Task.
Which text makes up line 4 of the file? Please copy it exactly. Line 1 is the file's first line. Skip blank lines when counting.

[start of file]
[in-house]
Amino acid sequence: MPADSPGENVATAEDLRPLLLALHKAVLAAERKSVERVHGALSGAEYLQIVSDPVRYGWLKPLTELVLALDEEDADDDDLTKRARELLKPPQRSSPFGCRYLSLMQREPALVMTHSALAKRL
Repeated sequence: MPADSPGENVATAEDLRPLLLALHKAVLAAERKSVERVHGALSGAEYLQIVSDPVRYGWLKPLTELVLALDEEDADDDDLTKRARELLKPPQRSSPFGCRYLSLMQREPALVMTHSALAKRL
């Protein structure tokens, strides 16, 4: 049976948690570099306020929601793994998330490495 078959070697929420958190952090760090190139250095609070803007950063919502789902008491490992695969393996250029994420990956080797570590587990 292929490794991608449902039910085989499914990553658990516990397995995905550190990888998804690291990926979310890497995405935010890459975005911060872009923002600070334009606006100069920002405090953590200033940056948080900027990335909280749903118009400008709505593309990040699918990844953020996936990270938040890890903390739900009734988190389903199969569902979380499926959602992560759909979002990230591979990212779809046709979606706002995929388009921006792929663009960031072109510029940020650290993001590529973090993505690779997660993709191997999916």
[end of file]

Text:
């Protein structure tokens, strides 16, 4: 049976948690570099306020929601793994998330490495 078959070697929420958190952090760090190139250095609070803007950063919502789902008491490992695969393996250029994420990956080797570590587990 292929490794991608449902039910085989499914990553658990516990397995995905550190990888998804690291990926979310890497995405935010890459975005911060872009923002600070334009606006100069920002405090953590200033940056948080900027990335909280749903118009400008709505593309990040699918990844953020996936990270938040890890903390739900009734988190389903199969569902979380499926959602992560759909979002990230591979990212779809046709979606706002995929388009921006792929663009960031072109510029940020650290993001590529973090993505690779997660993709191997999916």